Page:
With regard to sentencing for the offence of being found in possession of Indian hemp, there had been for sometime in the past in our courts the practice to follow the guide that had been laid down in the dictum of Benson, Ag. C.J. in Rep. v. Timoti (1966-68ALR Mal 459) when he said at page 460:


If a person is found in possession of a large quantity of Indian hemp, and I would consider a large quantity to be anything, say, from one pound upwards, then a prison sentence without the option of a fine would be perfectly appropriate. If a person is found in possession of 20 to 30 pounds of Indian hemp, that would justify a sentence of about two year’s imprisonment.”


I am sure in today’s metric system of weights and measures, the learned Justice would have been content to refer to one kilogram or 20 to 30 kilograms in laying down the guide he ventured to do.



Whether in pounds or in the larger measuring standard of kilograms, I would disapprove of that approach as it obscured or suppressed other important factors in arriving at a correct sentence, placing emphasis almost solely on the quantity of the dangerous substance a person is found in possession of. I do therefore cite with approval, as did Jere, Ag. C.J. in Republic v. Mponya, 9MLR 275, the different approach restated by Mead J. in Rep. v. Longwe, Confirmation Case No. 372 of 1977, unreported, that:


“There cannot be a scale commensurate with the quantity of the drug found in the convicted person’s possession. Factors in deciding whether the sentence should be by way of a fine or imprisonment, and if imprisonment its length, are whether the convicted person is a first offender, his age, the nature and quantity of the drug found in the convicted person’s possession, and the intended use of the drug by the convicted person, if known.”

I would add that sentencing remains principally the province of judicial discretion; and in exercising judicial discretion, there are many further factors open to consideration in arriving at an appropriate sentence to impose in any particular case.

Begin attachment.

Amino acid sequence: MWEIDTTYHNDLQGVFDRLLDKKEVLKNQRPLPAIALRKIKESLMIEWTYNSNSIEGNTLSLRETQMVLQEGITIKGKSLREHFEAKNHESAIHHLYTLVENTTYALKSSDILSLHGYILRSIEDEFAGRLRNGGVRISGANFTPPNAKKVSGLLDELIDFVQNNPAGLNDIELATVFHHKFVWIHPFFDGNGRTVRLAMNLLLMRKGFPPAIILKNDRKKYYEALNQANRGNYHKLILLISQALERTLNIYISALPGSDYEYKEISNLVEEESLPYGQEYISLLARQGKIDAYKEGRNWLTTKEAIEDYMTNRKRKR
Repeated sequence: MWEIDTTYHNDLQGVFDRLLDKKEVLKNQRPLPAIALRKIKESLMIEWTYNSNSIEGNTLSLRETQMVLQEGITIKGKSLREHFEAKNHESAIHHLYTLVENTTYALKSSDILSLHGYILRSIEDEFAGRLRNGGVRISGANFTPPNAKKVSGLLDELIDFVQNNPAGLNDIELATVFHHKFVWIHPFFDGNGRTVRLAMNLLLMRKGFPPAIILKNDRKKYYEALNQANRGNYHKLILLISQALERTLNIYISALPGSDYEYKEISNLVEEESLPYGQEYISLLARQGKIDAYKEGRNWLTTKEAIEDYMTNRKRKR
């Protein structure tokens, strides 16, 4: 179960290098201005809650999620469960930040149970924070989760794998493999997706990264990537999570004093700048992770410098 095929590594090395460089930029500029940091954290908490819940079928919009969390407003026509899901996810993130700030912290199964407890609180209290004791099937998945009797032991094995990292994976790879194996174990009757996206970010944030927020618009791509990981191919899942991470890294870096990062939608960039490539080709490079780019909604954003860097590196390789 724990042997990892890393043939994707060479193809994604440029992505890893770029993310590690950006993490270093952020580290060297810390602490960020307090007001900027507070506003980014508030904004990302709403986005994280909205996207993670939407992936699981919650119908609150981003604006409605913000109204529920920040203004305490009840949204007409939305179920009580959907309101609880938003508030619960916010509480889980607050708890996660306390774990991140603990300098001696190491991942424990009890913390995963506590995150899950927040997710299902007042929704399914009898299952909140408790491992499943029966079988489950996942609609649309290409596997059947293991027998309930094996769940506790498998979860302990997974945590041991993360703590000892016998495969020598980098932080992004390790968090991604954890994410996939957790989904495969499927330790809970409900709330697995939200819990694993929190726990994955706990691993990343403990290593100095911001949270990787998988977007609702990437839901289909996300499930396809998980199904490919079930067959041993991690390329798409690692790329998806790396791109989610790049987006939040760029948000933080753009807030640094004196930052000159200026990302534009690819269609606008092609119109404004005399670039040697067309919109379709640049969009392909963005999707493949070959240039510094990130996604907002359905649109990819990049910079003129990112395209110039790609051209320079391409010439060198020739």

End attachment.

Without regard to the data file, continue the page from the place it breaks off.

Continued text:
In the instant case, I have considered two aggravating factors weighing against the appellant. One factor is the quantity of Indian hemp that was found in his possession. I consider a quantity of 29 kilograms to fall in the category of a large quantity. To get the picture in my own mind, I find that it is close to baggage weight of 30 kilograms commonly allowed for air travel to a business class passenger; and that is a sizable quantity. Another aggravating factor, in my judgment, is the appellant’s intention or purpose in possessing the substance which, by his own revelation as recorded in the English translation of his caution statement that has not been disputed by the appellant or by his counsel, was to distribute the substance for use or consumption by himself and other members of his religious group, the so called Rastas, as part of their religious ritual. The taking of such dangerous drug with religious fervour or clamour must pose considerable danger to the concerned community and to the wider society, and it must be the duty of the courts to enforce the law so as to provide protection from risks of such grave danger to society.


On the other hand, there are also some mitigating factors in favour of the appellant. He is a first offender and he is of the young age of 23 years. Although in the circumstances he was found with the offending substance, it is hard to think he would have denied the offence, it is still to his credit that he pleaded guilty to the offence. It is also a factor that punishment of young persons ought to be tempered with mercy, and I would consider that the appellant at his age may have unwittingly fallen victim of group behaviour in the pursuit of some religious beliefs with strange, even dangerous, rituals.



The lower court did consider some of those mitigating factors in arriving at the custodial sentence it imposed on appellant. However, weighing the scale of the set of factors I have outlined, there was in my judgment, room for further lenience in sentencing the appellant to give him a second chance to reform himself having learnt from his present offence.


I accordingly set aside the sentence of thirty months imprisonment and substitute it with a sentence of twelve months imprisonment with hard labour to run with effect from the date of his arrest.


PRONOUNCED in open court at the Lilongwe District Registry this 3rd day of October, 2007.







E.M. SINGINI, SC.

J U D G E